Kenya has come to be closely associated with technology innovation and entrepreneurship, particularly in the area of mobile technology, raising the country’s profile internationally as one of the up-coming tech hubs in Sub-Saharan Africa. The country has even been dubbed the ‘Silicon Savannah’, a term that embodies the aspirations of the country to dominate technology innovation and entrepreneurship on the continent.
Much has led to today’s ‘Silicon Savannah’. Beginning roughly in 2008 when seemingly overnight the country was connected via undersea fiber optic cables to the rest of the world. SEACOM, the first such cable undertaking to make it to the shores of the country, hailed a new era for technology in Kenya. The prospect of cheap, fast and reliable internet access promised a break from a past that was riddled with high internet costs, and a leap forward in the government’s strategy to position Kenya as a Business Process Outsourcing (BPO) destination to rival the likes of India, which had built itself up as the quintessential outsourcing destination. At that time I was working for a software outsourcing firm in Kenya and the challenges of slow, costly and unreliable internet were all too familiar (see ‘The Making of a Revolution’).
Then the success of two technology innovations and their subsequent exports to other parts of the world further pushed the ‘Silicon Savannah’ narrative:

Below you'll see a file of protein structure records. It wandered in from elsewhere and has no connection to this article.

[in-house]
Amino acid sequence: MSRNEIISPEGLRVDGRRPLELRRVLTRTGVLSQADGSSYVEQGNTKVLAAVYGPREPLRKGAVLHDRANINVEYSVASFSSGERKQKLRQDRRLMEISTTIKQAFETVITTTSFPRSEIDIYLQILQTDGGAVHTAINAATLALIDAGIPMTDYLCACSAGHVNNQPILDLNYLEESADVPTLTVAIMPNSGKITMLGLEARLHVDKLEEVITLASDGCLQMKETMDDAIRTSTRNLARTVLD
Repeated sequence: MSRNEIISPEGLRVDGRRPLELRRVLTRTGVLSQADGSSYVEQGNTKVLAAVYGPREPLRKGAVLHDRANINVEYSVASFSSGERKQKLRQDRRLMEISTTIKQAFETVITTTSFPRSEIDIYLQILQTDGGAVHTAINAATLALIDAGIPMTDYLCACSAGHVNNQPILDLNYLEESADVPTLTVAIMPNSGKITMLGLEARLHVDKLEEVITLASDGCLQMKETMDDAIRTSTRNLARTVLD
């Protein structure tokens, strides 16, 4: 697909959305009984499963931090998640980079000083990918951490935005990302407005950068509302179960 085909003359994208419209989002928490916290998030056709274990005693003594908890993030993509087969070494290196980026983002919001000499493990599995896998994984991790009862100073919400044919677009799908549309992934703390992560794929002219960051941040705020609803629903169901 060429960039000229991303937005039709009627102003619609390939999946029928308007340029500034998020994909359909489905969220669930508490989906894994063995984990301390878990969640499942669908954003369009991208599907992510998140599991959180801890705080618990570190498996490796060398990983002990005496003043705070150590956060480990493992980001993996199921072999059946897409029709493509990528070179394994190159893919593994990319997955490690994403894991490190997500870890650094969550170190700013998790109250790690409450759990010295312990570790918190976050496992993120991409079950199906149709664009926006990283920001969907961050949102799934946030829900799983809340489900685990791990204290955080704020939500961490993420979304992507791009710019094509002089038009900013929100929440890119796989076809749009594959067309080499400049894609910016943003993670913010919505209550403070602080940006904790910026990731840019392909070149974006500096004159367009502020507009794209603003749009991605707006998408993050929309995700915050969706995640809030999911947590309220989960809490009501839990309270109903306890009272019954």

Ushahidi, the crowd-mapping platform and MPESA, the mobile money transfer service from Safaricom (Kenya’s largest Mobile Network Operator), were founded/introduced at around the same period of time. Part of Ushahidi’s effect on this history is the founding of iHub, Kenya’s first technology innovation hub (and arguably the first major success of the ‘hub model’ in Africa). The iHub acted as a nexus point around which the technology community in Kenya coalesced and eventually led to more developments, particularly igniting curiosity among foreign investors and drawing them in. MPESA on the other hand has had significant impact on the country’s economy, making money more ‘mobile’ than ever before. By some estimates the amount of money that is transferred via MPESA is equivalent to over 30% of Kenya’s GDP. This success literally birthed an entire industry. Furthermore, MPESA has become an inspiration and a basis upon which a lot of related innovations have been birthed – from bringing mobile money to online commerce (PesaPal et al) and enabling fluid business transactions via mobile money (KopoKopo et al) and many more. These two (Ushahidi and MPESA) are clearly not solely responsible for where the country is today in terms of technology innovation and entrepreneurship but are landmark points in the history of the ‘Silicon Savannah’… [Proceed to the rest of this article]